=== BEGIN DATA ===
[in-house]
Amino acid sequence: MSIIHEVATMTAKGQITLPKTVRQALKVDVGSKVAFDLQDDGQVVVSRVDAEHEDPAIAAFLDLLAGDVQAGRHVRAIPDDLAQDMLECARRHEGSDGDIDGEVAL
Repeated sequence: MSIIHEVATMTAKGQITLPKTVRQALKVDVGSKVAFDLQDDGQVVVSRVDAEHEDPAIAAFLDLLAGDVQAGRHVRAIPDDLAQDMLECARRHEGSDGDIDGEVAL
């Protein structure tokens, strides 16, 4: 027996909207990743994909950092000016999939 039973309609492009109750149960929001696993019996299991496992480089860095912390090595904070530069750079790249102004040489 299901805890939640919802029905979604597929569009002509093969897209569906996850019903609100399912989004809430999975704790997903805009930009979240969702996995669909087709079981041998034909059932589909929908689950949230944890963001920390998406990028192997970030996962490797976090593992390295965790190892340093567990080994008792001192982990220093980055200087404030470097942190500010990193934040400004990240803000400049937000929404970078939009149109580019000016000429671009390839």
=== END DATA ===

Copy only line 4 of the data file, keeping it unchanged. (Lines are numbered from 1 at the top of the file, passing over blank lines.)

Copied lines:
């Protein structure tokens, strides 16, 4: 027996909207990743994909950092000016999939 039973309609492009109750149960929001696993019996299991496992480089860095912390090595904070530069750079790249102004040489 299901805890939640919802029905979604597929569009002509093969897209569906996850019903609100399912989004809430999975704790997903805009930009979240969702996995669909087709079981041998034909059932589909929908689950949230944890963001920390998406990028192997970030996962490797976090593992390295965790190892340093567990080994008792001192982990220093980055200087404030470097942190500010990193934040400004990240803000400049937000929404970078939009149109580019000016000429671009390839």